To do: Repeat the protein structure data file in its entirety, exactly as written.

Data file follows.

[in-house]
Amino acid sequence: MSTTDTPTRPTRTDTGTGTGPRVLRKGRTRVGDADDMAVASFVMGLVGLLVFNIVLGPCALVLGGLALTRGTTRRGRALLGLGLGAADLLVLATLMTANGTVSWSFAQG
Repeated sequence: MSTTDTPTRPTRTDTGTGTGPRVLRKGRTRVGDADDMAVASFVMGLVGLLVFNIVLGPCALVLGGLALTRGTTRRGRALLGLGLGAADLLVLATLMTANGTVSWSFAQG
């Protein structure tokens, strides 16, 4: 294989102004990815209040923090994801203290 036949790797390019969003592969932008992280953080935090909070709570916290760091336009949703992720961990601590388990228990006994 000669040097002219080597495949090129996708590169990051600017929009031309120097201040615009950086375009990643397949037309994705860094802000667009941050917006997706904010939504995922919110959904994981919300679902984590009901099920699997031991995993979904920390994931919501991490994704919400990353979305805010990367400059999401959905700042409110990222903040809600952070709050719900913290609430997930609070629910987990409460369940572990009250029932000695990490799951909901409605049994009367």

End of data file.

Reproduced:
[in-house]
Amino acid sequence: MSTTDTPTRPTRTDTGTGTGPRVLRKGRTRVGDADDMAVASFVMGLVGLLVFNIVLGPCALVLGGLALTRGTTRRGRALLGLGLGAADLLVLATLMTANGTVSWSFAQG
Repeated sequence: MSTTDTPTRPTRTDTGTGTGPRVLRKGRTRVGDADDMAVASFVMGLVGLLVFNIVLGPCALVLGGLALTRGTTRRGRALLGLGLGAADLLVLATLMTANGTVSWSFAQG
């Protein structure tokens, strides 16, 4: 294989102004990815209040923090994801203290 036949790797390019969003592969932008992280953080935090909070709570916290760091336009949703992720961990601590388990228990006994 000669040097002219080597495949090129996708590169990051600017929009031309120097201040615009950086375009990643397949037309994705860094802000667009941050917006997706904010939504995922919110959904994981919300679902984590009901099920699997031991995993979904920390994931919501991490994704919400990353979305805010990367400059999401959905700042409110990222903040809600952070709050719900913290609430997930609070629910987990409460369940572990009250029932000695990490799951909901409605049994009367």